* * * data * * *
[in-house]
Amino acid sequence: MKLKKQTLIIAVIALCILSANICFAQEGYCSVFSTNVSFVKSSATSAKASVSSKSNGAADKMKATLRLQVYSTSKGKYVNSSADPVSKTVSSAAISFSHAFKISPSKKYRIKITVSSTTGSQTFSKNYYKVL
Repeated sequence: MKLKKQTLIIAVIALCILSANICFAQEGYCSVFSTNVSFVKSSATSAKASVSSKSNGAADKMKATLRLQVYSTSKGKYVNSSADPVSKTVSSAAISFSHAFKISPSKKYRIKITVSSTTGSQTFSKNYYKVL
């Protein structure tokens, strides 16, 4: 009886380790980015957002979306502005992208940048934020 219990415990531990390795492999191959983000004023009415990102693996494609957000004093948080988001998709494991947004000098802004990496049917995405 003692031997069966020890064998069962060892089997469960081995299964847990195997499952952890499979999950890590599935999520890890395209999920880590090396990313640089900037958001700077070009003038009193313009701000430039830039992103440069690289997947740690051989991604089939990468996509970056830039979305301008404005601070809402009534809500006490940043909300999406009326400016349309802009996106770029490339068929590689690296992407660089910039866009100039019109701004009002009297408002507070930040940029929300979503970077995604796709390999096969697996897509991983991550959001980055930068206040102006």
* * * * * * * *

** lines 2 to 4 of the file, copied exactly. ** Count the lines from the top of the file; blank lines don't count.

Amino acid sequence: MKLKKQTLIIAVIALCILSANICFAQEGYCSVFSTNVSFVKSSATSAKASVSSKSNGAADKMKATLRLQVYSTSKGKYVNSSADPVSKTVSSAAISFSHAFKISPSKKYRIKITVSSTTGSQTFSKNYYKVL
Repeated sequence: MKLKKQTLIIAVIALCILSANICFAQEGYCSVFSTNVSFVKSSATSAKASVSSKSNGAADKMKATLRLQVYSTSKGKYVNSSADPVSKTVSSAAISFSHAFKISPSKKYRIKITVSSTTGSQTFSKNYYKVL
């Protein structure tokens, strides 16, 4: 009886380790980015957002979306502005992208940048934020 219990415990531990390795492999191959983000004023009415990102693996494609957000004093948080988001998709494991947004000098802004990496049917995405 003692031997069966020890064998069962060892089997469960081995299964847990195997499952952890499979999950890590599935999520890890395209999920880590090396990313640089900037958001700077070009003038009193313009701000430039830039992103440069690289997947740690051989991604089939990468996509970056830039979305301008404005601070809402009534809500006490940043909300999406009326400016349309802009996106770029490339068929590689690296992407660089910039866009100039019109701004009002009297408002507070930040940029929300979503970077995604796709390999096969697996897509991983991550959001980055930068206040102006």